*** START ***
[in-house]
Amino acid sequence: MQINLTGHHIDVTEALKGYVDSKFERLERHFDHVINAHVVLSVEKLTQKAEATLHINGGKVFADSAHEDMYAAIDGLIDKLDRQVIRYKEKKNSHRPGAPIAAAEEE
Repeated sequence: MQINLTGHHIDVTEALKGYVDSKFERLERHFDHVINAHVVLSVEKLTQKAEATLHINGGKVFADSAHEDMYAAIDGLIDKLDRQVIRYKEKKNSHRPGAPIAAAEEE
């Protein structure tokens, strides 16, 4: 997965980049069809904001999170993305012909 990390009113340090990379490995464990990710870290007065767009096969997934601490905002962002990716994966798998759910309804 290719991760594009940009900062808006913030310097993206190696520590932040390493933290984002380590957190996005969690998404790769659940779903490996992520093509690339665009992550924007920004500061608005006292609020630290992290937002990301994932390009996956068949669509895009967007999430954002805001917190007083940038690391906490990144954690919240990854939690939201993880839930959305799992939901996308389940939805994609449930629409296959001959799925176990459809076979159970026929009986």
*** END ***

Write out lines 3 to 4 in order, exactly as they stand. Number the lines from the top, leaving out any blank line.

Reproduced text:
Repeated sequence: MQINLTGHHIDVTEALKGYVDSKFERLERHFDHVINAHVVLSVEKLTQKAEATLHINGGKVFADSAHEDMYAAIDGLIDKLDRQVIRYKEKKNSHRPGAPIAAAEEE
């Protein structure tokens, strides 16, 4: 997965980049069809904001999170993305012909 990390009113340090990379490995464990990710870290007065767009096969997934601490905002962002990716994966798998759910309804 290719991760594009940009900062808006913030310097993206190696520590932040390493933290984002380590957190996005969690998404790769659940779903490996992520093509690339665009992550924007920004500061608005006292609020630290992290937002990301994932390009996956068949669509895009967007999430954002805001917190007083940038690391906490990144954690919240990854939690939201993880839930959305799992939901996308389940939805994609449930629409296959001959799925176990459809076979159970026929009986």